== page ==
I explained that the “bowling-ball-on-the-fluff-cycle” noise was one of two reasons the dryer was in for repairs. He said he didn’t understand why they would take the machine back to the shop, but there was nothing to be done for it that day and off he went.

Are you still with me?

A fourth crew (an experienced repair tech and a tech-in-training came out and spent three more hours trying to repair the machine. They completely dismantled it, spreading out the parts in my narrow side yard, then left to buy “longer screws” assuring me that the manufacturer-installed screws were too short.

This made no sense to me, but I’m not an appliance technician. I gave them directions to the nearest Home Depot and off they went. Once they had it all put back together they insisted all was well and that the sound of the dryer was “normal”. I signed the repair order but with an asterisk and note saying that my signature did not mean it was “repaired to my satisfaction” only that it appeared to be working…for now.

Gosh it felt good to have my dryer back and in working condition.

For two loads, that is.

The appliance repair shop has now washed their hands of us and the manufacturer opened a claim. I’ve tried (twice) to email my request to the service protection plan, only to receive error messages. When I call they say “volume is high” and to please fill out the form on the web. Sigh

And then there is Slinky.

Slinky napping in the garden

Slinky napping in the garden

She is still hanging in there, but I’ve seen a recent decline. She saw our vet twice last week, which led to a diagnoses of a “very large hyperechoic cystic mass on her liver”. The better news is that it is NOT cancer, but a benign growth. She continues to eat, groom and purr, all good signs, but she’s lost more weight. She’s a tiny 5 pounds, about 2.5 kilos. She’s not in any pain and as long as she continues with a good quality of life, we are happy to have her with us. My heart is heavy when I see her tiny frame, but then she purrs in my face or crawls in my lap and I can see that for now she’s doing okay.

I know many of you live with cats or dogs, so you can relate to the angst.

Nothing magical or transformative will happen when I turn the page to September, but I still find myself craving the fresh start of a new month.

I’m grateful that Slinky is still with us. I appreciate Cal Fire crews and their tireless efforts fighting wildfires throughout the state. I’m grateful for the clean and well maintained laundry mat nearby. Having a washer and a dryer in my home is a luxury that I know others can’t afford. The same was true for me for many years and I try hard never to take it for granted.

cal fire collage

Meanwhile, I’m looking forward to the cooler days of autumn, clearer skies and the days we have left with Slinky.

How is the world treating you?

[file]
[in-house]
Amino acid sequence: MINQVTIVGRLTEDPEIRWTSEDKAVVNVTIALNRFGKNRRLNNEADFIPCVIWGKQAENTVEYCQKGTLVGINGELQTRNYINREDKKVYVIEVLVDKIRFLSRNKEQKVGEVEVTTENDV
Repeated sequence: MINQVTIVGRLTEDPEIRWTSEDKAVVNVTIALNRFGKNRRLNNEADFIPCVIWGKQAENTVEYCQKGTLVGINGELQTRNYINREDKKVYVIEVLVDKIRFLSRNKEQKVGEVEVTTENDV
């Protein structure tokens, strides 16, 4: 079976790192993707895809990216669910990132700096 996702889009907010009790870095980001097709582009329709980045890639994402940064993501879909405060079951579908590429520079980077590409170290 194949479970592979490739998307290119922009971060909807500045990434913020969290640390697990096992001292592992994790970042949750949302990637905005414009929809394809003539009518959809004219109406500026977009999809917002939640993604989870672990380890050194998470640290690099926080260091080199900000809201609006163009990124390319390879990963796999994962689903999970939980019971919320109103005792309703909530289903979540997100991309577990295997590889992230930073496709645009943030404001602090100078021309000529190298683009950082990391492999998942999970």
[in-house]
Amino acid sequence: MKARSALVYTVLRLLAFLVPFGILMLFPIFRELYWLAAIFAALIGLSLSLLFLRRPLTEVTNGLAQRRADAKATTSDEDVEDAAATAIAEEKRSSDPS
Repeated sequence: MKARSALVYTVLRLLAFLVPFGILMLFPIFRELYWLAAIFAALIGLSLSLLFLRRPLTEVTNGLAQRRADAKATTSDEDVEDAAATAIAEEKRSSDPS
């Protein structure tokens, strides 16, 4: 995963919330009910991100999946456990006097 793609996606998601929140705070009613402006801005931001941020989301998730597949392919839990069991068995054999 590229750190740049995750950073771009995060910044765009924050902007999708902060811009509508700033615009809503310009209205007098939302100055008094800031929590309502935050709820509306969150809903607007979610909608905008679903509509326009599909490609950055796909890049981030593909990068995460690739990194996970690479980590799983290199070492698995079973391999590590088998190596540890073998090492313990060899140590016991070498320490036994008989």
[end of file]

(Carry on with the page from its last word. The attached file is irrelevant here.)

Of Possible Interest:

Topographical map of San Jose/Silicon Valley

CalFire official website

Fascinating article on prototype design for the Developing World Laundry System

Saving the Rain for a Hot Summer Day

San Jose summers are hot and dry. Even without the drought, rainfall plunges by April and remains mostly dry through September. When we’re not in a drought, we average 15 inches (38 cm) of rain a year, half of the US average.

13.5 inches (34 cm) of that rain falls between November and April. The following six months averages a *total* of an inch and a half or about four centimeters.

When you hear me squeal with delight at the end of this short video, you’ll understand why. We’re back to doing what our ancestors did: saving rain water.

A local company called Rainsavers installed a rain catchment system along the side of our house. The tanks are just around the corner from my vegetable garden.

Lot sizes are small in Silicon Valley, so big tanks aren’t feasible. We looked into gray water systems, but they have  limitations. Further, they are largely promoted for watering a lawn which we no longer have, or other non-edible plants. A friend showed me her patio cisterns, and described how they worked. The pair of cisterns keep her vegetable garden watered all summer. In the end we opted for Bushman Slimline tanks. They have a small footprint so worked well in our narrow side-yard. They connected three tanks, allowing us to collect and store 390 gallons (1,476 liters) of rainwater.

rainsavers collage

Rain Catchment System: view approaching side-yard, vines camouflage tanks, tanks installed along side of house, Brad from Rainsavers

Nearly two years after my water audit, and several stops and starts later, Rainsavers installed our new system. Within two weeks, we had a series of storms. One good soaking filled all three tanks to capacity.

The other cool thing about these tanks is the overflow. Most rainwater becomes run-off, further jeopardizing our diminishing ground water. Any overflow from these tanks helps replenish the county aquifers instead.

Here’s the timeline for reducing our outdoor water usage:

June, 2013: Removed lawn in sidewalk strip, replaced with gravel and raised planting bed

May, 2014: San Jose Water Company Audit

December, 2014: Sheet mulch half of the lawn in the back garden